9. Thanks for writing this!

  10. Here's what Kickstarter says about all-or-nothing funding in their FAQ section:

    "Why is funding all-or-nothing?

    All-or-nothing funding is a core part of Kickstarter and it has a number of advantages:

    It's less risk for everyone. If you need $5,000, it's tough having $1,000 and a bunch of people expecting you to complete a $5,000 project.

    It motivates. If people want to see a project come to life, they're going to spread the word.

    It works. Of the projects that have reached 20% of their funding goal, 82% were successfully funded. Of the projects that have reached 60% of their funding goal, 98% were successfully funded. Projects either make their goal or find little support. There's little in-between.

    To date, an incredible 44% of projects have reached their funding goals."

  11. Great article. thanks for the info. It's important for people starting campaigns to understand the difference between these to crowdfunding giants.

    I've thought about starting a campaign on one of these sites but just didn't know where to start.
    Indiegogo Vs. Kickstarter

  12. One of the reasons we launched our fund raising campaign on Kickstarter was because of the "all or nothing" policy. We crunched our numbers and knew we needed $50K to make this happen. Less than that did us no good. We only launched a couple days ago and despite some strong support on FB and other channels, actual backers have been few and donations small. Still early days and we continue to get the word out. For any one interested here's the link:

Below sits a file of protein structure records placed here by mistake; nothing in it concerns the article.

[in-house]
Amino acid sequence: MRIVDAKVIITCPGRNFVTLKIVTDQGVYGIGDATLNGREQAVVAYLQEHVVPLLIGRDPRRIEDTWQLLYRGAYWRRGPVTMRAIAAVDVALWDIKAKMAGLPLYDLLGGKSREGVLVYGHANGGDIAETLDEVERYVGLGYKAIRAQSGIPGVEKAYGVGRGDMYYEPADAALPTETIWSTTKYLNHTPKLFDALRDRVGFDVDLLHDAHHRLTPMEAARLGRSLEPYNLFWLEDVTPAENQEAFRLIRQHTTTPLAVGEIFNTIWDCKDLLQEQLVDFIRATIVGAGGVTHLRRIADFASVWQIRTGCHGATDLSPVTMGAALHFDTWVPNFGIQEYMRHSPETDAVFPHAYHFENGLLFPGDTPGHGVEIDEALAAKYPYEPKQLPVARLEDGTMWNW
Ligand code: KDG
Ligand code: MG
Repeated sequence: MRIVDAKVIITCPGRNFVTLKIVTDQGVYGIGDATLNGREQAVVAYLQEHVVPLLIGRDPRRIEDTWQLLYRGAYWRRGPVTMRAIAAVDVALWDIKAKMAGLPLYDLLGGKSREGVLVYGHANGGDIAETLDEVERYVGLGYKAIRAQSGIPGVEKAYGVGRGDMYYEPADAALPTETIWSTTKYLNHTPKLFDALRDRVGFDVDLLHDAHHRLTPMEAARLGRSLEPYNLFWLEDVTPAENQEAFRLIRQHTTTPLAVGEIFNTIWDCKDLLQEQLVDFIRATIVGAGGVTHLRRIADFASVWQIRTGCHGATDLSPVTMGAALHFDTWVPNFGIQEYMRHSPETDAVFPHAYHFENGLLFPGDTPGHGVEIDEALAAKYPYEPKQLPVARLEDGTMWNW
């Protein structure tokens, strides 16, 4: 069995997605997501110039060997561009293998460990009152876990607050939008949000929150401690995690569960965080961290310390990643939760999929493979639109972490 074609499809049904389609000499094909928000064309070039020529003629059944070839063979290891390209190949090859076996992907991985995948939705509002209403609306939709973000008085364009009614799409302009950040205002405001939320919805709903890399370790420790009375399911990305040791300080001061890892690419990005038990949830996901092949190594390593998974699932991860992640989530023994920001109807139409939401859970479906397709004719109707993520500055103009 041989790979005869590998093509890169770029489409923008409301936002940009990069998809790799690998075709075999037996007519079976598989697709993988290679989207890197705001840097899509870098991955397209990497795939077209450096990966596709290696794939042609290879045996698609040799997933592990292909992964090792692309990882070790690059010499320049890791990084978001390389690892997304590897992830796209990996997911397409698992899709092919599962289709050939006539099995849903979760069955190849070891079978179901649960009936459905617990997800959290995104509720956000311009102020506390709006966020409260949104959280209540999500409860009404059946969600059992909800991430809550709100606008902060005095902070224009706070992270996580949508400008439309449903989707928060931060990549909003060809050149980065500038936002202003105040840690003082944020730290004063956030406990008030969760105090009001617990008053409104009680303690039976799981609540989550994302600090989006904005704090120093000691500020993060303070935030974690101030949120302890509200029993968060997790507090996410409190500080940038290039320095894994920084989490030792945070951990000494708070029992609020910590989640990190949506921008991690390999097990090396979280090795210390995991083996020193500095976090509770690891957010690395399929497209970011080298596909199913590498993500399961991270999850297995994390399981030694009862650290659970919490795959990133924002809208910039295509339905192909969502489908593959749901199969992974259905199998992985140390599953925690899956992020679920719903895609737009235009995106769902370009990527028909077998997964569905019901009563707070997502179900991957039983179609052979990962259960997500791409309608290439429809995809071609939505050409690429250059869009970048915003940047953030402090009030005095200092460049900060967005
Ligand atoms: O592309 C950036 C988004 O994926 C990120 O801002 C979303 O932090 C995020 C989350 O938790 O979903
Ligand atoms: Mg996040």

13. Thank you so much for your blog post. I am currently researching crowdfunding solutions for 2 of our projects and your blog has been a great help. The point about publicity is very relevant. If you can share some more insights on it, I would greatly appreciate it. How did you approach FB, Twitter and blogs with your proposal. How often you "promoted" your project on those sites? What turned out the best timing / way to promote the project? If you had written about it in the past, I would appreciate a link. Thank you so much once again!

  14. @ mashakubyshina

    So far Kickstarter is still new enough to be newsworthy which helps gain attention for a project. However, it is very unlikely that simply having a project on Kickstarter will gain your project a mention in the news without some help. I was lucky to know some people that report on the cartooning business and they plugged the project on their sites. You should look for websites that already have an audience interested in the sort of project you are doing and then call your project to their attention and hope that they endorse it.

    Regarding Facebook and Twitter, if you do not have accounts with them you will not be able to use those social networks to promote your project. Setting up an account for yourself and your project is free and easy. Once you have an account you need to build your list of friends and followers so that your posts about your project are actually going out to an audience. This can take some time so if you are not already on Facebook and Twitter you need to build this time into the timeline of your overall project.

    I hope this is helpful!

  15. I'm going to start an undertaking on Kickstarter, so this article was of incredible investment to me. I'm additionally a sponsor of the Kenosha Festival of Cartooning so obviously I'm intrigued by Annie's views on the technique.